Image: James

artboard-1JCottone_SlideDeck_5

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3 thoughts on “Image: James

  1. Your project came together with a clear historical narrative and related to New York today, so it was very successful in it’s purpose. You slide deck selected the most important charts, but I liked the Abrons art center and some of the other service center photos because they look nice. Conversely, I think the “areas of interest” slide isn’t really necesary with this final scope because you already get right into the topic early on.

    Layout wise, I think the poster is effective and not cluttered at all, but some of the elements bleed into each others space a little bit which makes isolating specific ideas a little tough. The matrix especially because it uses some empty spaces within it. It would also be worth trying to connect the photos with their location, just to illustrate the story a little more.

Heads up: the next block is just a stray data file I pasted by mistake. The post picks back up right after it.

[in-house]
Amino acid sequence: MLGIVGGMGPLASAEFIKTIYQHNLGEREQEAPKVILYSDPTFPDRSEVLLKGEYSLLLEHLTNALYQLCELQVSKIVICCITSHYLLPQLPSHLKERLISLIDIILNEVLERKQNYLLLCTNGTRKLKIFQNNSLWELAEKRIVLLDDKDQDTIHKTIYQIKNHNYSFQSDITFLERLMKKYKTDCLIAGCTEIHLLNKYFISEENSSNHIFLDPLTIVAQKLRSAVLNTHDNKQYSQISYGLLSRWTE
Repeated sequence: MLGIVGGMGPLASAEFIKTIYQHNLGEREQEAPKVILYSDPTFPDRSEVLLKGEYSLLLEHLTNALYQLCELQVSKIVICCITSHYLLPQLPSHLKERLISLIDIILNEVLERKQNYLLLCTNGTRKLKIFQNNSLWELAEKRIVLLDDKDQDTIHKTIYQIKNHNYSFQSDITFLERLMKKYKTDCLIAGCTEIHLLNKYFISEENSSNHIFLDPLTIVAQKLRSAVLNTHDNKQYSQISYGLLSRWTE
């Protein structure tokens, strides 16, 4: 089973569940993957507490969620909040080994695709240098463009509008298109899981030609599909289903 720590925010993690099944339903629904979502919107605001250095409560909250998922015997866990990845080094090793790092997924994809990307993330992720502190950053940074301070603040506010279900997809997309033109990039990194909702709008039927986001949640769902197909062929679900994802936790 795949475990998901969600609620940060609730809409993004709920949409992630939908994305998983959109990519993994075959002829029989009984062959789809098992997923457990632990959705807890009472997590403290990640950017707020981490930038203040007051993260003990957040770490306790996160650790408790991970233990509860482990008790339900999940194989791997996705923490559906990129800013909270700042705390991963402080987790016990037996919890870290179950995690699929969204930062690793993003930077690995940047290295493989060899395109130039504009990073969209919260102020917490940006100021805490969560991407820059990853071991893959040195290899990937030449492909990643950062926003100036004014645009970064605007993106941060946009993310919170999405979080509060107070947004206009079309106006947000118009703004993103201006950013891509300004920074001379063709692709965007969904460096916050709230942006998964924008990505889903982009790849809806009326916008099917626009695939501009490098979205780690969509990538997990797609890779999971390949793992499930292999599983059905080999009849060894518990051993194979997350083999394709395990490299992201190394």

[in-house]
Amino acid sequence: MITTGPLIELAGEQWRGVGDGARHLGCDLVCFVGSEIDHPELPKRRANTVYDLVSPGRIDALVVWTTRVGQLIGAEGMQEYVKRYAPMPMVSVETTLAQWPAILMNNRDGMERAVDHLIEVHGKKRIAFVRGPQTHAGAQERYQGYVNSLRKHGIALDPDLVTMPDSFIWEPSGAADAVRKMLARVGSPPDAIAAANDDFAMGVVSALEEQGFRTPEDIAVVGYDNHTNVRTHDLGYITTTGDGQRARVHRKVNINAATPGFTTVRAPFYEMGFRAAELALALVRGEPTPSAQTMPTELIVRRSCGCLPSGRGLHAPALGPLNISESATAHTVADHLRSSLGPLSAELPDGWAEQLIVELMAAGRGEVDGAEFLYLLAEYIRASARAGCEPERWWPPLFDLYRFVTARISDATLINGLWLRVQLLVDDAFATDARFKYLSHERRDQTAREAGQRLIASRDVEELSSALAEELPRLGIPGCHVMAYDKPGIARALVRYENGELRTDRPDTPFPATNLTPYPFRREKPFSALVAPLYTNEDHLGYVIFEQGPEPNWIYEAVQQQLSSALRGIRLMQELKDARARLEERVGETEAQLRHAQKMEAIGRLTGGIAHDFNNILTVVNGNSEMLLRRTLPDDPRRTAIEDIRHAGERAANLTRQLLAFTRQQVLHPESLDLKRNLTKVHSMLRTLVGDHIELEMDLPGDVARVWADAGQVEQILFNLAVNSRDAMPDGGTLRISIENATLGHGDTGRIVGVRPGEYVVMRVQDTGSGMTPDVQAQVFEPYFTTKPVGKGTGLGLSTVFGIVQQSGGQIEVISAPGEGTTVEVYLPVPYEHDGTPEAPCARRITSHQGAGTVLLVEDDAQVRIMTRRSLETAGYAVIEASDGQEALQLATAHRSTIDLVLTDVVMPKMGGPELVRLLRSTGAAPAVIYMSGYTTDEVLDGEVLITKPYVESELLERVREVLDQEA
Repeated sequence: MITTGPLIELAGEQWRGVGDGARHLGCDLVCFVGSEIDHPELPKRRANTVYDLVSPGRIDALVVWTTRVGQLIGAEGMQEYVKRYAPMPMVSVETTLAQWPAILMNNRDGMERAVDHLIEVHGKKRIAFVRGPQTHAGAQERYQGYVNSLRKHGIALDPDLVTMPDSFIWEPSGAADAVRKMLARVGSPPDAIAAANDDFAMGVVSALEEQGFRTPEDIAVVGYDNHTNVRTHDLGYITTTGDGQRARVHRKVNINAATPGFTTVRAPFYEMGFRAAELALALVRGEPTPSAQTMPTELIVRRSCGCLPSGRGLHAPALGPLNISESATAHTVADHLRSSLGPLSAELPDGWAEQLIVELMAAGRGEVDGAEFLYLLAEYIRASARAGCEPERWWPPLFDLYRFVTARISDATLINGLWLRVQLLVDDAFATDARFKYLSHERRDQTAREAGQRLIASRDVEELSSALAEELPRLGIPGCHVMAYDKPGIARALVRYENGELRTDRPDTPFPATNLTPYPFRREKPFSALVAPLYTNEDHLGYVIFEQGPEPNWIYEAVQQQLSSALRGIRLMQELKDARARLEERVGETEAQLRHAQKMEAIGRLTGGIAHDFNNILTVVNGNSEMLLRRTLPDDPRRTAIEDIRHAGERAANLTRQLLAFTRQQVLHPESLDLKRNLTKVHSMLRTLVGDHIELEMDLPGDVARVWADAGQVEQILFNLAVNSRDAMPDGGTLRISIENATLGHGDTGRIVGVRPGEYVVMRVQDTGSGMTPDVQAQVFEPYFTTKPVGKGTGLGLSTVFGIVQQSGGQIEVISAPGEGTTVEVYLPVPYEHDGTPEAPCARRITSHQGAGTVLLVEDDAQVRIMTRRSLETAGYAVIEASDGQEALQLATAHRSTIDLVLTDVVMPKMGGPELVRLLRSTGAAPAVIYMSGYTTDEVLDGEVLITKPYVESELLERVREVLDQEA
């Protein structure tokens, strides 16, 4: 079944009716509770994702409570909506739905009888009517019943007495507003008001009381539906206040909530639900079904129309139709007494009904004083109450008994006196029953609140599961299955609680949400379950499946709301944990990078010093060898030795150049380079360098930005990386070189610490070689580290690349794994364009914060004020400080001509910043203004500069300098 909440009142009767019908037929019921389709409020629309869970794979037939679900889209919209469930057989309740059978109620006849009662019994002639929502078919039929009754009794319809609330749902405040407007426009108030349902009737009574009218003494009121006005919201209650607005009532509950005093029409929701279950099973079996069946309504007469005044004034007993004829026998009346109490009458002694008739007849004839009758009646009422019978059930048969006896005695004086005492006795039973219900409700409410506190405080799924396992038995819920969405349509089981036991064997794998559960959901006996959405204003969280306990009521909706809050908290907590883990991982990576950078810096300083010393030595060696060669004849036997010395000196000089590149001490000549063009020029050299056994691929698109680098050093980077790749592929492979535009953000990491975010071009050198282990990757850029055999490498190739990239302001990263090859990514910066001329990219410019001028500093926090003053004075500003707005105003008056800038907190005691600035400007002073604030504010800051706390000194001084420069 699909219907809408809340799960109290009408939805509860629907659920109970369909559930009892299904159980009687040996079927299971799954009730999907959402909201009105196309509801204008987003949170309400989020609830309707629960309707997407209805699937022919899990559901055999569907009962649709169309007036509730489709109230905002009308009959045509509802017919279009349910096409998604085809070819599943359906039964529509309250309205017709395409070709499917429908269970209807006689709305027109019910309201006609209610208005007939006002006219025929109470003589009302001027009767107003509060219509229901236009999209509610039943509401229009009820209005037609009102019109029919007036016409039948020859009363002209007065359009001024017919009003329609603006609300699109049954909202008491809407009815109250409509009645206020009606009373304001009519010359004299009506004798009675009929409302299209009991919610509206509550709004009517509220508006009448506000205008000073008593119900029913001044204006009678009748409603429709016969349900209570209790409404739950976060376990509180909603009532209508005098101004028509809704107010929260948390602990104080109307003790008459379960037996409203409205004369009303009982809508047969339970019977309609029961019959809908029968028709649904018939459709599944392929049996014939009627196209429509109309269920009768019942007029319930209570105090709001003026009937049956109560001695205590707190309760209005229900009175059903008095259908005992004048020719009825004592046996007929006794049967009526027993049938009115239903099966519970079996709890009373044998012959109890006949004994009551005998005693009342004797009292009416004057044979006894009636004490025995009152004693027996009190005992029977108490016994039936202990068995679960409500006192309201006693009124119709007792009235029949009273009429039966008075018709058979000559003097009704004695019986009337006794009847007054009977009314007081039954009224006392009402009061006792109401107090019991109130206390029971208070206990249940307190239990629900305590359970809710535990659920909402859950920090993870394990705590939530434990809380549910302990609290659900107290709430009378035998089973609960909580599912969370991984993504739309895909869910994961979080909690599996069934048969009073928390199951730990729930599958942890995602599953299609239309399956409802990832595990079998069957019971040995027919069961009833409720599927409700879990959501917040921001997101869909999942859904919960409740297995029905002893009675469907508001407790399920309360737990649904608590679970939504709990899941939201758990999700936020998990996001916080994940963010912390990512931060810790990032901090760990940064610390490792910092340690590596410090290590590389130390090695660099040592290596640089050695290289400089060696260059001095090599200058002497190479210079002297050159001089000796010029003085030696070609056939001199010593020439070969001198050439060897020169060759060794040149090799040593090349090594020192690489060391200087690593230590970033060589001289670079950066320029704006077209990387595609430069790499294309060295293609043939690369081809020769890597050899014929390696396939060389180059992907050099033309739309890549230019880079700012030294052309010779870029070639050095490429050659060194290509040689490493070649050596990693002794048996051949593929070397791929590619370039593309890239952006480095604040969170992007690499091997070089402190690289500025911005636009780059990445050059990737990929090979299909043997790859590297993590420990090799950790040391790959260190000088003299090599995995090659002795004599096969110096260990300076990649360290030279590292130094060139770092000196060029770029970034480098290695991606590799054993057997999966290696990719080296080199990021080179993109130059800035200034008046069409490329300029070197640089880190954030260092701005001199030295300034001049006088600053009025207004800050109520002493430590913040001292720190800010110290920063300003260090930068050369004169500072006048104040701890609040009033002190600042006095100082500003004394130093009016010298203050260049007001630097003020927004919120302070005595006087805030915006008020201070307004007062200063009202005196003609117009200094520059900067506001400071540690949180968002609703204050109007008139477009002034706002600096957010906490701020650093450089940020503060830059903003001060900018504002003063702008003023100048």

Overall, I liked your project and think it came together nicely. There are a few items I miss from previous versions, but this gives a concise story and I feel like I learned something from it.

  2. I think the slide deck is really strong. the narrative is super clear and you’ve provided great text through guide us through the presentation which could stand alone without a speaker honestly. The poster feels a little loose. While I can see that the items do fit into a grid system and that there are three clear acts is still feels a little scattered or like the space could have been used differently. I think the narratives of the deck and the poster match. i think the matrix is a strong and useful graphic but that again its overall spacing could have been tighter.

  3. The slide deck is clear and strong with a nice use of color as an identifier to move the narrative. I am a little confused by the appearance of an additional color (green) in a later slide (the splintering off of the Manny Cantor Center from the rest of the Educational Alliance), and it would have been interesting to represent the growth & expansion of the institutions within the census tract over time – but that is addressed in the Poster.

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